Thanks for all the great Halifixes suggested (“Halifixes ’08,” Jan. 3, 2008). However, the “Common sense proposal” is going down the wrong path on two counts:
1. Re: better lighting—unfortunately, the idea that better lighting ensures better security is notional. Studies reveal that lighting reduces the fear of crime rather than crime itself.
Most crime happens in the daytime. In recognition of this, many US cities have restricted outdoor lighting, as turning off lights turns off crime, with nighttime criminals being more readily detected if they have to use lights.
2. Safety on the Common: Statistically, there has been a decrease in crime on the Halifax Common. That doesn’t help those who have had the misfortune of having something dreaded like a theft or attack happen to them, but perhaps we would better off trying to “take back” the Common, instead of building on uncertain fears.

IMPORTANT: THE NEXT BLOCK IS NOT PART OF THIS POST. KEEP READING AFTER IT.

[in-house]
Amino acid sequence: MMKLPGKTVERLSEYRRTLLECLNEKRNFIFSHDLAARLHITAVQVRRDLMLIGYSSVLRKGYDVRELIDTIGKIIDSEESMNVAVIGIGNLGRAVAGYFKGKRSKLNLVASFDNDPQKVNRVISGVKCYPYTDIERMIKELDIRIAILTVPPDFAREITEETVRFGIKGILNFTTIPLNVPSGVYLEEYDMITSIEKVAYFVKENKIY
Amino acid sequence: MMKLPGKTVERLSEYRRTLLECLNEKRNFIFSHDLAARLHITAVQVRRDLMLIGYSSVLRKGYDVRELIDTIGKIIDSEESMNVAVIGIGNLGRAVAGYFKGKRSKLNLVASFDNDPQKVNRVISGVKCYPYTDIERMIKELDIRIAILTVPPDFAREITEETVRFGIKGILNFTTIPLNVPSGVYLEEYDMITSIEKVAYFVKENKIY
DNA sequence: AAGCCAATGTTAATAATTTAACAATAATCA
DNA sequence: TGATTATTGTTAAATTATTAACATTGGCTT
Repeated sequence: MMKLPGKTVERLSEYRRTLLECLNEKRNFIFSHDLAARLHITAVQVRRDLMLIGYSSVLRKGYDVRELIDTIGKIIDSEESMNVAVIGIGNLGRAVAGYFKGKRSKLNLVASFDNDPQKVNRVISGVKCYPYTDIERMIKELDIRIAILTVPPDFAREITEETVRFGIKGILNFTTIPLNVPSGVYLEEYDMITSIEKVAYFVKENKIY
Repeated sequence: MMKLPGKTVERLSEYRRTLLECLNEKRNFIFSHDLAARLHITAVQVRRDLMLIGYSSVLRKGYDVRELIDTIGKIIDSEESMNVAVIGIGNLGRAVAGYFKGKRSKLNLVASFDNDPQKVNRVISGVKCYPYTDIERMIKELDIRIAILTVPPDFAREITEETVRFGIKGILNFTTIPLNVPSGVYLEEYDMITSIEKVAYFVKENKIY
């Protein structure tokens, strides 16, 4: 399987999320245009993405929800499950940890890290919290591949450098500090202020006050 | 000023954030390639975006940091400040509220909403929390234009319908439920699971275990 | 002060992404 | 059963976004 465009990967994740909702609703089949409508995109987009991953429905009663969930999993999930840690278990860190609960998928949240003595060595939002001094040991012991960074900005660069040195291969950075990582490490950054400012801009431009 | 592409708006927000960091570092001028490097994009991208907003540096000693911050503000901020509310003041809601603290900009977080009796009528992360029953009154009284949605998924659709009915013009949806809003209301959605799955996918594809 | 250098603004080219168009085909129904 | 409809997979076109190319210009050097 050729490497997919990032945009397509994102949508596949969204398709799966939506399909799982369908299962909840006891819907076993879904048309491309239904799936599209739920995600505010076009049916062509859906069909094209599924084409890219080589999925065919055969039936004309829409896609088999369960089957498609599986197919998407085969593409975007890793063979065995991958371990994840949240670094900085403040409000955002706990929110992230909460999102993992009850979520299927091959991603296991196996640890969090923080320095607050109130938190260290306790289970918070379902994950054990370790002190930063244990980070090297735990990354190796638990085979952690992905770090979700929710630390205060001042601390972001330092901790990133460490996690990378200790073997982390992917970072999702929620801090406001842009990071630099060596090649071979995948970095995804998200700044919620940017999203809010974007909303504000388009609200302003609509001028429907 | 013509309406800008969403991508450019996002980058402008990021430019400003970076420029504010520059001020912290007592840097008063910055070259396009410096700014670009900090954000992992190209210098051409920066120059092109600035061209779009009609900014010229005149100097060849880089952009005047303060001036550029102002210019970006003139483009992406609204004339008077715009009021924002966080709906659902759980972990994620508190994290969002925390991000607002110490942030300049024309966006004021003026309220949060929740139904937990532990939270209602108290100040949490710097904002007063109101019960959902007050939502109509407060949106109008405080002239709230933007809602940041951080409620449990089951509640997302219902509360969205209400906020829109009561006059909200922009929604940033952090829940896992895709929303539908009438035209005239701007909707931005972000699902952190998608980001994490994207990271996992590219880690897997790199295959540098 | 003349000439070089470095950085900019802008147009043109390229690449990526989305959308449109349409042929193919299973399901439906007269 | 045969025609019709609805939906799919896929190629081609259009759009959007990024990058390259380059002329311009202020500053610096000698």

The Common is the collective neighbourhood. HRM has a very good plan based on thorough public consultation, the Halifax Common Plan (1994) which since its completion has not only been ignored, but contravened. Much of what the plan lays out involves doing things to increase the overall use of this magnificent green and public space—and I’m not talking about how many mega-concerts we out-compete Moncton for.
If you’re interested in the history of the Halifax Common, there’s a free public lecture on Thursday, January, 17 at 7:30pm at the Museum of Natural History with guest speaker Dr. Susan Markham-Starr.
For details on the 1994 Plan see halifax.ca/real_property/HalifaxCommonReportArchive.html.
By Peggy Cameron